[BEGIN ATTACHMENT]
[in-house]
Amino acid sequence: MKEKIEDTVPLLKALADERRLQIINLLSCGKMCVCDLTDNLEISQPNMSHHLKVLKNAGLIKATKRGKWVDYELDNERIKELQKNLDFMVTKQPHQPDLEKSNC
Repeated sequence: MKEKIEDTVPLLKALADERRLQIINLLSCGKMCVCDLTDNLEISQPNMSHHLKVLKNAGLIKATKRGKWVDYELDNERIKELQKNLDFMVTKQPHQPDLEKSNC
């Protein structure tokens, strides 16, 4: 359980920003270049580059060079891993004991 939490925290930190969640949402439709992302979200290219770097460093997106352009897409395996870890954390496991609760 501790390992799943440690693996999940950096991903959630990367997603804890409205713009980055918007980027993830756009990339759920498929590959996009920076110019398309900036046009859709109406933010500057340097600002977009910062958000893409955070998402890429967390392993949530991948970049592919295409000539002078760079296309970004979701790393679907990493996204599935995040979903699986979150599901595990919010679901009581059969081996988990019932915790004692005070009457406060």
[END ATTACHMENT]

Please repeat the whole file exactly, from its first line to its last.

[in-house]
Amino acid sequence: MKEKIEDTVPLLKALADERRLQIINLLSCGKMCVCDLTDNLEISQPNMSHHLKVLKNAGLIKATKRGKWVDYELDNERIKELQKNLDFMVTKQPHQPDLEKSNC
Repeated sequence: MKEKIEDTVPLLKALADERRLQIINLLSCGKMCVCDLTDNLEISQPNMSHHLKVLKNAGLIKATKRGKWVDYELDNERIKELQKNLDFMVTKQPHQPDLEKSNC
């Protein structure tokens, strides 16, 4: 359980920003270049580059060079891993004991 939490925290930190969640949402439709992302979200290219770097460093997106352009897409395996870890954390496991609760 501790390992799943440690693996999940950096991903959630990367997603804890409205713009980055918007980027993830756009990339759920498929590959996009920076110019398309900036046009859709109406933010500057340097600002977009910062958000893409955070998402890429967390392993949530991948970049592919295409000539002078760079296309970004979701790393679907990493996204599935995040979903699986979150599901595990919010679901009581059969081996988990019932915790004692005070009457406060």